“Da Art of Storytellin’ (Part II)” is another highlight. It is a brief, jarring tale of the apocalypse that finds both rappers straining to be heard through distortion and noise effects. “Look out the window/Golly, the sky is electric blue/Mama Earth is dying and crying because of you,” Andre begins. Recalling the Funkadelic classic “Maggot Brain,” Andre tells of Mother Earth “tossing and turning” because “she could not take it anymore.” Meanwhile, the world may be about to end, but Big Boi is wide open on the freeway, his mind on more immediate things:
“From A-Town to California/All the weed smells like ammonia/But at The Dungeon I know they smokin’ /Writing they raps and doing they beats/To make this last recordingâ€¦”
After checking on his old lady and his daughter, Big Boi heads down to the recording studio to lay down his last rap: “The beat was very dirty and the vocals had distortionâ€¦tionâ€¦tionâ€¦.” Big Boi’s “final” vocals fade to nothing. Andre’s voice is scratched in and out, asking: “Who says good folks ain’t supposed to die?” A deep, monotone voice intones over and over, “Nothing’s well, all’s well.”
Another standout is the spoken-word dub/funk tune “SpottieOttieDopalicious.” Andre’s slow Atlanta drawl blends perfectly with the groove as he describes “a lil’ discotheque nestled in the ghettos of Niggaville, USA.” Despite his exact, picturesque description of the joint, Andre claims to have never actually been there. “Well, perhaps once,” he finally admits. “But I was so engulfed in the Ol’ E, I never made it to the door.” Big Boi’s verse begins as a love story – he spots a Dopalicious Ottie of his own and they start a little family. But the tale abruptly turns into a cautionary one for those who may not be ready for man-sized responsibilities:
“You and somebody’s daughter raising y’all own young’n/Now that’s a beautiful thing /That’s if you’re on top of your game/And man enough to handle real life situations that is”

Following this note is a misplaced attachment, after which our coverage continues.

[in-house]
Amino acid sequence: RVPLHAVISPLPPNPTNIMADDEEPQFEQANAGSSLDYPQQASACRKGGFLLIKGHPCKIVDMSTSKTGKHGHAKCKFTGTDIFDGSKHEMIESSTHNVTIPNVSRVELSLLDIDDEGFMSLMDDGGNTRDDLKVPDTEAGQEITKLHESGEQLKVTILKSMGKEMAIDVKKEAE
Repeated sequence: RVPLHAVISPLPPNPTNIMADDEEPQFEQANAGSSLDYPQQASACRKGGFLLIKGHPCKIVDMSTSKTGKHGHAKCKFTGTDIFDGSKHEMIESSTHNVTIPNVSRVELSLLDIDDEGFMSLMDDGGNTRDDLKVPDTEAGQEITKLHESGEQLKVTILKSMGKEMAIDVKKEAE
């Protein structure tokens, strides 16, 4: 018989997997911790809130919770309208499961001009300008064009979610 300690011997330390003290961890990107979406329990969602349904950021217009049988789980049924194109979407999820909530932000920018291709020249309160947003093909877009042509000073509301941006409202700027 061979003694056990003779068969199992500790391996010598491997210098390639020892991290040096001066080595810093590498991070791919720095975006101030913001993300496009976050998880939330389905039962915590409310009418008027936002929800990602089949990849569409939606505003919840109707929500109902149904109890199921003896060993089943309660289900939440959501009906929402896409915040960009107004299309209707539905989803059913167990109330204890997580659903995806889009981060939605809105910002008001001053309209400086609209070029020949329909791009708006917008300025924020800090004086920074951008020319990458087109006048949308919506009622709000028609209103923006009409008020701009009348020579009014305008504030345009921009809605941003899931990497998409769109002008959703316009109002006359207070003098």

Apparently though, the cat Big Boi has in mind wasn’t exactly handling things:
“â€¦The United Parcel Service and them people at the post office/Didn’t call you back ’cause you had cloudy piss /So now you right back in the trap/Just that – trappedâ€¦/Go on and marinate on that for a minute”
“Aquemini” is full of small moments that make you nod your head and look forward to hearing them again. You find yourself grinning in appreciation of the extra studio time it took to add a little of this here and a little of that there. Like the backsliding pause right in the middle of “Aquemini.” Or the harmonica (yes, harmonica) solo on “Rosa Parks.” Or the crackling distortion mixed with bluesy piano on “Da Art of Storytellin’ (Part II).” Or the interlude featuring Andre getting overcharged for some jive weed.
“Aquemini” is also full of lyrics that are so real they could get you down except you’re busy laughing at that double-meaning you finally got on the umpteenth time you heard it. (“We ain’t Club Nouveau/So quit spreadin’ them rumors,” says Big Boi.) And then you have off-the-wall stuff like Andre introducing himself to himself at the end of the title track – “Andre, this is Andre.” They are pleased to meet each other, I’m sure.
The songs mentioned above really are only the highlights. You will find that the entire album will keep you listening. “Aquemini” isn’t as funky as “Southernplayastic” nor is it as conceptual as “ATLiens.” It has the loose vibe of the former, and the state-of-the-art sound of the latter. But from the spaced-out, 21st century funk of “Synthesizer” to Big Boi’s back-to-his-roots solo turn on “West Savannah” to the all-out soul revival marathon that is “Liberation,” “Aquemini” is consistently intelligent, soulful and original. It’s like a day in the life of two space-age brothers living everyday lives, fighting everyday fights and dreaming everyday dreams. And in capable hands like these, that’s a beautiful thing. If you don’t already have this album, what are you waiting for?